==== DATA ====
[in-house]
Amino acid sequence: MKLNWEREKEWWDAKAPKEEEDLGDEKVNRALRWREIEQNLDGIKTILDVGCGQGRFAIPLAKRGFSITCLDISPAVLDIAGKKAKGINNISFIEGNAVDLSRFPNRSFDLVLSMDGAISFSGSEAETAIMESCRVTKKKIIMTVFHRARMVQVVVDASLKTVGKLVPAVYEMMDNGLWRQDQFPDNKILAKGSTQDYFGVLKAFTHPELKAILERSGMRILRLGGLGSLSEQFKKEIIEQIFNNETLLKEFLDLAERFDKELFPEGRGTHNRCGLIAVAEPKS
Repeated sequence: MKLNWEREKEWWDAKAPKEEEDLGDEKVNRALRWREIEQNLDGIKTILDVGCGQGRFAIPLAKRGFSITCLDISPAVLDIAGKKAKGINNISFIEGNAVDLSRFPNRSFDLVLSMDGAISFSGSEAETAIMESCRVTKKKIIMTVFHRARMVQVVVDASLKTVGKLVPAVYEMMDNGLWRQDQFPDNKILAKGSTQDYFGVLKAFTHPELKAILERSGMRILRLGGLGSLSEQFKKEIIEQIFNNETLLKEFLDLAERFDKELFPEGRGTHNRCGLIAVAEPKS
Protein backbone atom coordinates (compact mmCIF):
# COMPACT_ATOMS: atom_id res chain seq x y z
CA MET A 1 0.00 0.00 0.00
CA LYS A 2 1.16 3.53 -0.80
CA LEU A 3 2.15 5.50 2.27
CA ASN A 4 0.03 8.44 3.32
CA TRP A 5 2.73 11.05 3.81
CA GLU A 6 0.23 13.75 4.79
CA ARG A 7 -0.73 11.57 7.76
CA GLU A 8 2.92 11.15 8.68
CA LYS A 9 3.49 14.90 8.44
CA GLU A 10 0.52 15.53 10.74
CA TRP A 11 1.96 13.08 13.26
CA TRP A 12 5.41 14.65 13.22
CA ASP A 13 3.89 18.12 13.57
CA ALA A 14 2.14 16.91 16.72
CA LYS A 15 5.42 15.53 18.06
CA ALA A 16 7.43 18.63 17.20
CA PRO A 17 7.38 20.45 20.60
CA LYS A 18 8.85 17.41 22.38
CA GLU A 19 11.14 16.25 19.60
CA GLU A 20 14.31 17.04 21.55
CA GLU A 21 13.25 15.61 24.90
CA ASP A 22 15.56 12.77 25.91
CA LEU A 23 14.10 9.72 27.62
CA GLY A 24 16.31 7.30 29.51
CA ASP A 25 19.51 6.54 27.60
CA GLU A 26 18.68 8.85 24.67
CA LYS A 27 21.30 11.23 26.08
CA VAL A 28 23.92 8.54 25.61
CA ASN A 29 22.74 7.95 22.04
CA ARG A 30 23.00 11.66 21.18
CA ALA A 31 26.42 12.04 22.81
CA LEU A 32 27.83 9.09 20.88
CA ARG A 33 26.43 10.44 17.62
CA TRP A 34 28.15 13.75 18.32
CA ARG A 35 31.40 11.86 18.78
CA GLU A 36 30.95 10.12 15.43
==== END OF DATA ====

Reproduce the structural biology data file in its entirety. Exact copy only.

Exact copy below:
[in-house]
Amino acid sequence: MKLNWEREKEWWDAKAPKEEEDLGDEKVNRALRWREIEQNLDGIKTILDVGCGQGRFAIPLAKRGFSITCLDISPAVLDIAGKKAKGINNISFIEGNAVDLSRFPNRSFDLVLSMDGAISFSGSEAETAIMESCRVTKKKIIMTVFHRARMVQVVVDASLKTVGKLVPAVYEMMDNGLWRQDQFPDNKILAKGSTQDYFGVLKAFTHPELKAILERSGMRILRLGGLGSLSEQFKKEIIEQIFNNETLLKEFLDLAERFDKELFPEGRGTHNRCGLIAVAEPKS
Repeated sequence: MKLNWEREKEWWDAKAPKEEEDLGDEKVNRALRWREIEQNLDGIKTILDVGCGQGRFAIPLAKRGFSITCLDISPAVLDIAGKKAKGINNISFIEGNAVDLSRFPNRSFDLVLSMDGAISFSGSEAETAIMESCRVTKKKIIMTVFHRARMVQVVVDASLKTVGKLVPAVYEMMDNGLWRQDQFPDNKILAKGSTQDYFGVLKAFTHPELKAILERSGMRILRLGGLGSLSEQFKKEIIEQIFNNETLLKEFLDLAERFDKELFPEGRGTHNRCGLIAVAEPKS
Protein backbone atom coordinates (compact mmCIF):
# COMPACT_ATOMS: atom_id res chain seq x y z
CA MET A 1 0.00 0.00 0.00
CA LYS A 2 1.16 3.53 -0.80
CA LEU A 3 2.15 5.50 2.27
CA ASN A 4 0.03 8.44 3.32
CA TRP A 5 2.73 11.05 3.81
CA GLU A 6 0.23 13.75 4.79
CA ARG A 7 -0.73 11.57 7.76
CA GLU A 8 2.92 11.15 8.68
CA LYS A 9 3.49 14.90 8.44
CA GLU A 10 0.52 15.53 10.74
CA TRP A 11 1.96 13.08 13.26
CA TRP A 12 5.41 14.65 13.22
CA ASP A 13 3.89 18.12 13.57
CA ALA A 14 2.14 16.91 16.72
CA LYS A 15 5.42 15.53 18.06
CA ALA A 16 7.43 18.63 17.20
CA PRO A 17 7.38 20.45 20.60
CA LYS A 18 8.85 17.41 22.38
CA GLU A 19 11.14 16.25 19.60
CA GLU A 20 14.31 17.04 21.55
CA GLU A 21 13.25 15.61 24.90
CA ASP A 22 15.56 12.77 25.91
CA LEU A 23 14.10 9.72 27.62
CA GLY A 24 16.31 7.30 29.51
CA ASP A 25 19.51 6.54 27.60
CA GLU A 26 18.68 8.85 24.67
CA LYS A 27 21.30 11.23 26.08
CA VAL A 28 23.92 8.54 25.61
CA ASN A 29 22.74 7.95 22.04
CA ARG A 30 23.00 11.66 21.18
CA ALA A 31 26.42 12.04 22.81
CA LEU A 32 27.83 9.09 20.88
CA ARG A 33 26.43 10.44 17.62
CA TRP A 34 28.15 13.75 18.32
CA ARG A 35 31.40 11.86 18.78
CA GLU A 36 30.95 10.12 15.43